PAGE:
BARCELONA — October’s 43rd edition of the Sitges Intl. Film Festival, Europe’s biggest genre confab, will see bows from top local helmers, a sprinkling of pedigree pics, and some ground-breaking auteur work — with a nod to the daddy of them all with a screening of Stanley Kubrick’s “The Shining.”
Official section will bow two local genre heavyweights set for fall openings — Guillem Morales’ “Julia’s Eyes,” a world preem, which is produced by Guillermo del Toro, Rodar y Rodar and Universal Pictures Intl., and Eugenio Mira’s period thriller “Agnosia,” from Barcelona shingle Roxbury Films and Telecinco Cinema.
“Eyes” and “Agnosia” will hope to emulate a string of boffo titles that hit the ground running at Sitges — such as Juan Antonio Bayona’s “The Orphanage,” and “Rec” and “Rec2” from helmers Jaume Balaguero and Paco Plaza.
Other local titles hoping Sitges magic will rub off are English-language pics “14 Days with Victor,” directed by Spanish debutant Roman Parrado and produced by Ibon Cormenzana, and supernatural thriller “The New Daughter,” starring Kevin Costner and directed by Spaniard Luis Berdejo.
Just over half Sitges’ main packed competish section was revealed by Sitges director Angel Sala at a Barcelona press conference on Tuesday. “In the battle against piracy, we need to offer a real cinematic experience in perfect screening conditions,” said Sala.
Competish standouts include noirish thriller “Easy Money,” from Swedish director Daniel Espinosa; “Outrage,” the yakuza thriller return of Japanese thesp-helmer Takeshi Kitano; Chinese director Zhang Yimou’s “A Woman, a Gun and a Noodle Shop,” a remake of the Coen Brothers’ “Blood Simple”; U.S. director Matt Reeves’ “Let Me In,” a remake of Tomas Alfredson’s ” Let the Right One In”; and much-awaited horror thriller “The Last Exorcism,” from German-born helmer Daniel Stamm.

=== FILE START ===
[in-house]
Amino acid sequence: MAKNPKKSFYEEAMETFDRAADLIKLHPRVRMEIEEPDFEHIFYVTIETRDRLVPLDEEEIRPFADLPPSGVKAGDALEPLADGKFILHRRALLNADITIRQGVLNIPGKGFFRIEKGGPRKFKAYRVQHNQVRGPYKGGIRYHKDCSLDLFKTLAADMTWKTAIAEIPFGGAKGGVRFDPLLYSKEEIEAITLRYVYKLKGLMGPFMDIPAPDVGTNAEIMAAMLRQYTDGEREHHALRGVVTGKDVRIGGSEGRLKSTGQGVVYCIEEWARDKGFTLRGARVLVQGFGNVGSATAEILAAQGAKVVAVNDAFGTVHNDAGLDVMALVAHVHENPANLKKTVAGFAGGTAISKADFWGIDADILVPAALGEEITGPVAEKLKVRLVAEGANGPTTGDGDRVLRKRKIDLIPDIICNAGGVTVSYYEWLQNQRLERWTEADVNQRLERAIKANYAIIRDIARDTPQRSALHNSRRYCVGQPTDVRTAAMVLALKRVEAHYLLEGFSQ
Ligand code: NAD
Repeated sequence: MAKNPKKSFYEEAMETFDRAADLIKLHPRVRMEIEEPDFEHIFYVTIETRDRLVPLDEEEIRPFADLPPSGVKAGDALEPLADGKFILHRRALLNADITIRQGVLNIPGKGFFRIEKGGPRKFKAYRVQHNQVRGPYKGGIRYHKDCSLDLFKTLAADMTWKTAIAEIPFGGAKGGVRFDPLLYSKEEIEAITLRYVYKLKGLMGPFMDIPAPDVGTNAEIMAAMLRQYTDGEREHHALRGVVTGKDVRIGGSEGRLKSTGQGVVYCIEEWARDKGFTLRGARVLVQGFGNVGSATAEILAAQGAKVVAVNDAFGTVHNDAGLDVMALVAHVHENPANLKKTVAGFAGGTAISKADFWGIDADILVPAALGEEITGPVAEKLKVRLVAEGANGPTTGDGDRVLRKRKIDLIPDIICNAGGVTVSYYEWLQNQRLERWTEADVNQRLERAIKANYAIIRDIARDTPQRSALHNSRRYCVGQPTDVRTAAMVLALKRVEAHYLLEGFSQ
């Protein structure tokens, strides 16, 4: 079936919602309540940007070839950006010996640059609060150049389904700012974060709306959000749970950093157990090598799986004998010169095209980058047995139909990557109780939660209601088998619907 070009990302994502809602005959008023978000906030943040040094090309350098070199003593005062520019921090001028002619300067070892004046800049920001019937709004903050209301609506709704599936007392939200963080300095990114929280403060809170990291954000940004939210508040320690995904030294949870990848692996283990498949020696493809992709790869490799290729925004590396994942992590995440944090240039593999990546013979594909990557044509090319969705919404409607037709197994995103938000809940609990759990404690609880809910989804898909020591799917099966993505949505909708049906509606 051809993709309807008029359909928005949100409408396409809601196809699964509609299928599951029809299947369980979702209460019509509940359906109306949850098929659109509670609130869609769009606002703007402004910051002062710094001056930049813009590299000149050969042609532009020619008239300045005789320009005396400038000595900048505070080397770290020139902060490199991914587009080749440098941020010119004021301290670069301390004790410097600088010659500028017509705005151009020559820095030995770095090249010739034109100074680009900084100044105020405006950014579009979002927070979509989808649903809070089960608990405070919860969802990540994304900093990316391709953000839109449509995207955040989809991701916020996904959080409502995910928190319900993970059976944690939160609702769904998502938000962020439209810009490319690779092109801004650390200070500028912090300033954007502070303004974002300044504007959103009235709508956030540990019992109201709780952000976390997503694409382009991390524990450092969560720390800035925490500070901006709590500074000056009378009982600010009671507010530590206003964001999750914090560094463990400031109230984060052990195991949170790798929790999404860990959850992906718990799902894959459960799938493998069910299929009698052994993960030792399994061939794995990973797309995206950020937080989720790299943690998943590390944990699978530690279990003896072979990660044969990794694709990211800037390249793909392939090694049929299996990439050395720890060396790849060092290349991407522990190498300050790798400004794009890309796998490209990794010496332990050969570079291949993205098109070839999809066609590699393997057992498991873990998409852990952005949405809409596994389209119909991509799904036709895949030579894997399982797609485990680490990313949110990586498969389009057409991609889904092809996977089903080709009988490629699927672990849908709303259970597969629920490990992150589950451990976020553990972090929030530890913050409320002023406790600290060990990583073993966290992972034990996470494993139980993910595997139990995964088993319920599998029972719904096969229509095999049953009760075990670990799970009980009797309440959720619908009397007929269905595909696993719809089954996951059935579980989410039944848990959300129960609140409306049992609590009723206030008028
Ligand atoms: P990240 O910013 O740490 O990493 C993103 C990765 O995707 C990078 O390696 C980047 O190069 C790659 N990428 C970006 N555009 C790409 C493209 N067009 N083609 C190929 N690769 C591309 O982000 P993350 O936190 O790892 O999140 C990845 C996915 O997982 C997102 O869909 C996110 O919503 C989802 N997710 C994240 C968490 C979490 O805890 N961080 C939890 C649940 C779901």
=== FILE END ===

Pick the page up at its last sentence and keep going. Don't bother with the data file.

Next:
“In a specialized fest like Sitges the downturn hasn’t made itself felt in terms of production values. In fact new territories are producing fantasy genre films. The number of low-budget features may have actually increased,” said Sala.
Lineup also includes chiller “The Silent House,” from Uruguayan helmer Gustavo Hernandez; gore fable “We Are What We Are,” from Mexican Jorge Michel Grau; “A Serbian Film,” from first-timer Serbian Srdjan Spasojevic; and “Dream Home” from Chinese helmer Pang Ho-cheung, the latter two served with plenty of ketchup, as well as spoofs in the shape of U.S. Gregg Araki’s sexy sci-fi thriller “Kaboom” and “Rubber,” from Frenchman Quentin Dupieux.
Latest Palme d’Or winner mystic fantasy “Uncle Boonmee Who Can Recall His Past Lives,” from Thai director Apichatpong Weerasethakul, and Reha Erdem’s magic-realism fable “Kosmos” add some A-level pedigree to proceedings.
Fest will also host a special 3D screening of pioneering European stereoscopic 3D stop-motion “O Apostolo,” from first-timer Fernando Cortizo. “Apostolo” is a mystery drama set in a Galician village.
Promotion consortium Catalan Films and TV and regional pubcaster TVC will host a videogame symposium on Oct. 15, plus a Brazil-Italy-Catalonia co-production conference.
Fest runs Oct. 7-17.